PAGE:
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Mucolipidosis II (ML II), also known as I cell disease, is a rare and progressive metabolic disorder that involves our body’s ability to break down certain fats (mucolipids). Symptoms typically present in infancy or early childhood and include weak muscle tone (hypotonia), developmental delay, limited mobility, clubfeet, thickened skin, and short hands and fingers. ML II can also cause heart valve abnormalities and repeated respiratory infections. This reduces the individual’s ability to breathe effectively and typically results in death by early adolescence. ML II is caused by mutation in the GNPTAB gene, and is inherited in an autosomal recessive manner. ML II is diagnosed by testing the blood or urine for high levels of mucolipids, and the diagnosis can be confirmed by genetic testing. Treatment is based on relieving the signs and symptoms in each person, but early research into possible genetic therapies is promising.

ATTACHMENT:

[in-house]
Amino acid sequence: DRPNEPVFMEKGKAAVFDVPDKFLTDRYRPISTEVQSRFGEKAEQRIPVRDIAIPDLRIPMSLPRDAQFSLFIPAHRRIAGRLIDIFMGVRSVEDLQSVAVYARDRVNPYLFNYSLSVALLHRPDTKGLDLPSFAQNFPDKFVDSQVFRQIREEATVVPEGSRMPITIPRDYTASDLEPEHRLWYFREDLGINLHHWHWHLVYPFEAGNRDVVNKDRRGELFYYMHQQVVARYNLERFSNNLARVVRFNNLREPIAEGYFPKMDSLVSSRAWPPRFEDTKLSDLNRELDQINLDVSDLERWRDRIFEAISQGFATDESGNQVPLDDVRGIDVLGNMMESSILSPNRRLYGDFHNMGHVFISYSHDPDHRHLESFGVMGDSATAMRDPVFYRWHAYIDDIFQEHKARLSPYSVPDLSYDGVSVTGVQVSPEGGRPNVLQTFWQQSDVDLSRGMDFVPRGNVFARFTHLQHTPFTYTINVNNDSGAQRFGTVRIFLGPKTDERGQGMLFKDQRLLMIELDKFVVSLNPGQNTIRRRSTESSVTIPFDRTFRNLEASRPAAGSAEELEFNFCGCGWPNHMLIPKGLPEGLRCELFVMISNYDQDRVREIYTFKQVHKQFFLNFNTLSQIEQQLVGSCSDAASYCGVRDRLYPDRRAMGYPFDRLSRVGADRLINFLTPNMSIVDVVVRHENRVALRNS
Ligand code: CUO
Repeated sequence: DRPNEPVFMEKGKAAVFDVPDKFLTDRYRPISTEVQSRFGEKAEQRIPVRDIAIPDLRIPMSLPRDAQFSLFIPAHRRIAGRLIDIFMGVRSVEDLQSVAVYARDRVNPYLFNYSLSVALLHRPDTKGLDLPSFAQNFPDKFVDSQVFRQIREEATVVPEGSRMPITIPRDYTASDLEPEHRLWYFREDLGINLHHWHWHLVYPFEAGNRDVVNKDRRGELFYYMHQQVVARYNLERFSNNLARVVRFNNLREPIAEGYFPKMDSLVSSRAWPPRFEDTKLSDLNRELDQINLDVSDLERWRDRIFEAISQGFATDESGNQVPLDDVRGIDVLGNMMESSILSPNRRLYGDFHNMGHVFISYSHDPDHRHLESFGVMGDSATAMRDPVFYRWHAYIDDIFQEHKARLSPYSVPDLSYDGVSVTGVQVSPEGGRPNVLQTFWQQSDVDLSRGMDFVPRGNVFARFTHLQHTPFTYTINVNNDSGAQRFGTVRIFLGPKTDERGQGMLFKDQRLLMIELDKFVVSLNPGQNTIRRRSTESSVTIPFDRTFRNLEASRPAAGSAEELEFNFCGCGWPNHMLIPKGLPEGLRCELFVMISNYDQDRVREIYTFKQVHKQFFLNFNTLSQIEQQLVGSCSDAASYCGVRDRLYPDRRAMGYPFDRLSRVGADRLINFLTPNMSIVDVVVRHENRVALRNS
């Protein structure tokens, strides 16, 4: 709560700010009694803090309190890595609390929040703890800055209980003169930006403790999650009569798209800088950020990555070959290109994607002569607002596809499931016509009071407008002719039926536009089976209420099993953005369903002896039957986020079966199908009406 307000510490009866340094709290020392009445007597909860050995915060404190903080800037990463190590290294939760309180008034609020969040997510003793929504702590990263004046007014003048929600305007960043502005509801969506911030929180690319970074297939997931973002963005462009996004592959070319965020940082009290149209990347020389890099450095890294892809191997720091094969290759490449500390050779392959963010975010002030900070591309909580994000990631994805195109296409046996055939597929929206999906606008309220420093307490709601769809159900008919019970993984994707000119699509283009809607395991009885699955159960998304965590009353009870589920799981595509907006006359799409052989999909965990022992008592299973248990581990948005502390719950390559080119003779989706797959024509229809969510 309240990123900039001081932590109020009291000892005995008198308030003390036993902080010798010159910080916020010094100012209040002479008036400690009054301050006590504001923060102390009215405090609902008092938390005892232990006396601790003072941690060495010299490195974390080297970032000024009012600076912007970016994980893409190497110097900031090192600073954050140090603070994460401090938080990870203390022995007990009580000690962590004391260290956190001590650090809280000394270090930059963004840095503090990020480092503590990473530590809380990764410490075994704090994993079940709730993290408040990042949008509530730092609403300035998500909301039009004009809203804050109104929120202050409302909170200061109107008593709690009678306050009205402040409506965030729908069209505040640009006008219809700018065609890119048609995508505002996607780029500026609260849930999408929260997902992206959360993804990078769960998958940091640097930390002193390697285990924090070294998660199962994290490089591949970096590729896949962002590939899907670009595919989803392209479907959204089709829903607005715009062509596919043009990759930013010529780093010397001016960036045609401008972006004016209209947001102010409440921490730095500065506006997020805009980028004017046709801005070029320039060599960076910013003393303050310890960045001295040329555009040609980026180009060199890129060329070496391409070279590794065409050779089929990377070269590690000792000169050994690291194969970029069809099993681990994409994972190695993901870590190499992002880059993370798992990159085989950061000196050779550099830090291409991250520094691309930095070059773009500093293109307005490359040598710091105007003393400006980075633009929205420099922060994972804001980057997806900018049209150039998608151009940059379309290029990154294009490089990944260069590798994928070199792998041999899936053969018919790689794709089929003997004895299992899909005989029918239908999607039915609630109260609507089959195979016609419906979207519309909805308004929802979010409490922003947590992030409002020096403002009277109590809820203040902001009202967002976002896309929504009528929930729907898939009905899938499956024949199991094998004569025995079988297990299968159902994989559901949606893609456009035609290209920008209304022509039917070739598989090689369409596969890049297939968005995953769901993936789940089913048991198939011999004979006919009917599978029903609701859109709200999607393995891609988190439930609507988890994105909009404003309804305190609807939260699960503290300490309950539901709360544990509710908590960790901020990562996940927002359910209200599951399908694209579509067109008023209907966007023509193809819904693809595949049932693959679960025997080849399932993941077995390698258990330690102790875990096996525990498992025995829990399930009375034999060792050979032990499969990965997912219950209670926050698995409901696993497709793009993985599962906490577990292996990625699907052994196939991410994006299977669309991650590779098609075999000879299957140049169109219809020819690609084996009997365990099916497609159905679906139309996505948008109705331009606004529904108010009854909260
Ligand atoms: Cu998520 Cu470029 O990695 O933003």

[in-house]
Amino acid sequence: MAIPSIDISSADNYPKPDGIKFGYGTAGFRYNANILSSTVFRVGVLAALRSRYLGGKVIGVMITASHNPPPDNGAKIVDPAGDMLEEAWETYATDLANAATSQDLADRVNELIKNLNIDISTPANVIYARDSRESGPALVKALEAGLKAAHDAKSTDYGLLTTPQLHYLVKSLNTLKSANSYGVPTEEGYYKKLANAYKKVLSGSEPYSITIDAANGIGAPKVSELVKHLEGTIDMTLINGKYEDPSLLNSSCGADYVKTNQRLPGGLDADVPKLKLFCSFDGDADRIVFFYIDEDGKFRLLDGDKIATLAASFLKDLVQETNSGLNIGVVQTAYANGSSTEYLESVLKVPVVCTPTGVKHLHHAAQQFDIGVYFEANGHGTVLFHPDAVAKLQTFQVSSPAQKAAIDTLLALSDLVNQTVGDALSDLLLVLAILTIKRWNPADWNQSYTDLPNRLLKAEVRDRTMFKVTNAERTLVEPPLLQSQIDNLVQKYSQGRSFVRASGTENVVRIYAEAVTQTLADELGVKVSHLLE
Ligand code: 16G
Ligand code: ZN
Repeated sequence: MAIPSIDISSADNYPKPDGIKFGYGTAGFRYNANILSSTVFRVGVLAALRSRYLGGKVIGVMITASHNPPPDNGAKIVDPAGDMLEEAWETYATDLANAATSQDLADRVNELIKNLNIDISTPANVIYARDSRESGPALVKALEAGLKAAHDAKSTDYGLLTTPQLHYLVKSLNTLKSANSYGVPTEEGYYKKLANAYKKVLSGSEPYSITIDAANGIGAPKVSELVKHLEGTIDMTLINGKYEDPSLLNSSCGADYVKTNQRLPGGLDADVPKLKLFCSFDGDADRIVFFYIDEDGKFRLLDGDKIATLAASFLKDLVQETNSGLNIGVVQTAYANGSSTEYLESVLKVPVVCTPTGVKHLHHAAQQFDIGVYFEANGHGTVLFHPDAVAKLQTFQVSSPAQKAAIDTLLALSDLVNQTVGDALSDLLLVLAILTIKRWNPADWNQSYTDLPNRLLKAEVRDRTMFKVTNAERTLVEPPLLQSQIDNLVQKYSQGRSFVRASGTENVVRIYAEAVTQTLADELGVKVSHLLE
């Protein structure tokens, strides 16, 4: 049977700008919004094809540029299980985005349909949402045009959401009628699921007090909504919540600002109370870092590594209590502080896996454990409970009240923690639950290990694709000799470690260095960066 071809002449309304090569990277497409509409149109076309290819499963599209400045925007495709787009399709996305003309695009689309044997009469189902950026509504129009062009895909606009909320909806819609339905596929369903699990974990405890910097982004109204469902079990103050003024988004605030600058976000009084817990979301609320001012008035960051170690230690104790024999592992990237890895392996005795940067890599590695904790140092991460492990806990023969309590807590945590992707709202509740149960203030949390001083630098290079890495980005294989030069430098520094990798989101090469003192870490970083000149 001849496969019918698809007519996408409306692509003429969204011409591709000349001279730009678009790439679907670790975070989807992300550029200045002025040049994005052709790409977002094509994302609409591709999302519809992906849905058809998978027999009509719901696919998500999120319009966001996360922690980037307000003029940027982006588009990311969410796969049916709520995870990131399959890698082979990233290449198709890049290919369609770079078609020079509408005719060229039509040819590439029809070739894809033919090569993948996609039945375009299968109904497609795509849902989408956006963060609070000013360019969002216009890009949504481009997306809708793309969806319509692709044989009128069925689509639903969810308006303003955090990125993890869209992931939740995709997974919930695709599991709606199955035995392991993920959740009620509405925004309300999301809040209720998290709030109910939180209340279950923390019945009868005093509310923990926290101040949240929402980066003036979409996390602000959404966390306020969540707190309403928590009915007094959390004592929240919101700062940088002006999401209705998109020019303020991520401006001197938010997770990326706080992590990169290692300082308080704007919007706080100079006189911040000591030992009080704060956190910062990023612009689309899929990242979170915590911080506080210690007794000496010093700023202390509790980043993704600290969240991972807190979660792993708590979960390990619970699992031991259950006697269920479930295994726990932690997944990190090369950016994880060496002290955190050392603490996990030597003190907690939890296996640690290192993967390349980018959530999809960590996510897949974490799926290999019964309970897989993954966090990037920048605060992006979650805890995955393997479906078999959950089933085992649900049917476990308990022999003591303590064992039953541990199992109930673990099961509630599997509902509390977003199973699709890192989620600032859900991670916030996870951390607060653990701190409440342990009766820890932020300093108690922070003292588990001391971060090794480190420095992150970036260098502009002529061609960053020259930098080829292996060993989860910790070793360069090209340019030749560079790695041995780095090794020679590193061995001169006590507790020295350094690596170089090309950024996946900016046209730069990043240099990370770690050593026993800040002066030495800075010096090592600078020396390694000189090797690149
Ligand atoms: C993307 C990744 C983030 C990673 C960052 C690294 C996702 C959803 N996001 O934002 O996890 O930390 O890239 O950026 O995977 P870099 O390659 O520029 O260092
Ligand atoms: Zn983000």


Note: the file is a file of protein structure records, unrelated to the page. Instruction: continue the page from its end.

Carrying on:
Source: GARD Last updated on 05-01-20
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